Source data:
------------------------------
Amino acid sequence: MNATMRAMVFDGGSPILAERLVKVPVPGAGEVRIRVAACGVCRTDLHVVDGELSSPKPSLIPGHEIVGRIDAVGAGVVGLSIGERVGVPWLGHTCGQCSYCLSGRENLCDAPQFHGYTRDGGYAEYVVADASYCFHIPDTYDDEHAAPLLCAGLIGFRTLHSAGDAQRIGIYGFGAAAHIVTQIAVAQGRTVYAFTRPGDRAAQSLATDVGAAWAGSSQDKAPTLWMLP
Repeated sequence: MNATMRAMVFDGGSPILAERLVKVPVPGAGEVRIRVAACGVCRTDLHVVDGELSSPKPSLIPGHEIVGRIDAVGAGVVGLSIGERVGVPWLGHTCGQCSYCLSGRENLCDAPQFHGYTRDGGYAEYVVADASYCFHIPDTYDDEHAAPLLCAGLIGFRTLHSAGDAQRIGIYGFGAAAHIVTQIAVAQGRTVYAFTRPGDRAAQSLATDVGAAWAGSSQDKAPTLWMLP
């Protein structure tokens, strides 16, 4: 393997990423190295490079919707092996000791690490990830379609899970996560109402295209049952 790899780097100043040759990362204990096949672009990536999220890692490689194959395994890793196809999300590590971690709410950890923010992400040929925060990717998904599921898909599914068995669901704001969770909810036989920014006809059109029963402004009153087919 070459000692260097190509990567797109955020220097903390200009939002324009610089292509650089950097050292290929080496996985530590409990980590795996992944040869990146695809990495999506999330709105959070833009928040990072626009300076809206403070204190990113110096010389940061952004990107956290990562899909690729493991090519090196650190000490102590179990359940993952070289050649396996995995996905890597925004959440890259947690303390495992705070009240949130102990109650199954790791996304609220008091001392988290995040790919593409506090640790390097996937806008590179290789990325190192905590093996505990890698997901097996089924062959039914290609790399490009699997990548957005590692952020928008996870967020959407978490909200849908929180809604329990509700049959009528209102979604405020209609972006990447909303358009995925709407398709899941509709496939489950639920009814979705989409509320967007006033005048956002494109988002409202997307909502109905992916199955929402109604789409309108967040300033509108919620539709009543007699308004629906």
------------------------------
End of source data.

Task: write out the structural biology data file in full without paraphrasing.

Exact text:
Amino acid sequence: MNATMRAMVFDGGSPILAERLVKVPVPGAGEVRIRVAACGVCRTDLHVVDGELSSPKPSLIPGHEIVGRIDAVGAGVVGLSIGERVGVPWLGHTCGQCSYCLSGRENLCDAPQFHGYTRDGGYAEYVVADASYCFHIPDTYDDEHAAPLLCAGLIGFRTLHSAGDAQRIGIYGFGAAAHIVTQIAVAQGRTVYAFTRPGDRAAQSLATDVGAAWAGSSQDKAPTLWMLP
Repeated sequence: MNATMRAMVFDGGSPILAERLVKVPVPGAGEVRIRVAACGVCRTDLHVVDGELSSPKPSLIPGHEIVGRIDAVGAGVVGLSIGERVGVPWLGHTCGQCSYCLSGRENLCDAPQFHGYTRDGGYAEYVVADASYCFHIPDTYDDEHAAPLLCAGLIGFRTLHSAGDAQRIGIYGFGAAAHIVTQIAVAQGRTVYAFTRPGDRAAQSLATDVGAAWAGSSQDKAPTLWMLP
């Protein structure tokens, strides 16, 4: 393997990423190295490079919707092996000791690490990830379609899970996560109402295209049952 790899780097100043040759990362204990096949672009990536999220890692490689194959395994890793196809999300590590971690709410950890923010992400040929925060990717998904599921898909599914068995669901704001969770909810036989920014006809059109029963402004009153087919 070459000692260097190509990567797109955020220097903390200009939002324009610089292509650089950097050292290929080496996985530590409990980590795996992944040869990146695809990495999506999330709105959070833009928040990072626009300076809206403070204190990113110096010389940061952004990107956290990562899909690729493991090519090196650190000490102590179990359940993952070289050649396996995995996905890597925004959440890259947690303390495992705070009240949130102990109650199954790791996304609220008091001392988290995040790919593409506090640790390097996937806008590179290789990325190192905590093996505990890698997901097996089924062959039914290609790399490009699997990548957005590692952020928008996870967020959407978490909200849908929180809604329990509700049959009528209102979604405020209609972006990447909303358009995925709407398709899941509709496939489950639920009814979705989409509320967007006033005048956002494109988002409202997307909502109905992916199955929402109604789409309108967040300033509108919620539709009543007699308004629906």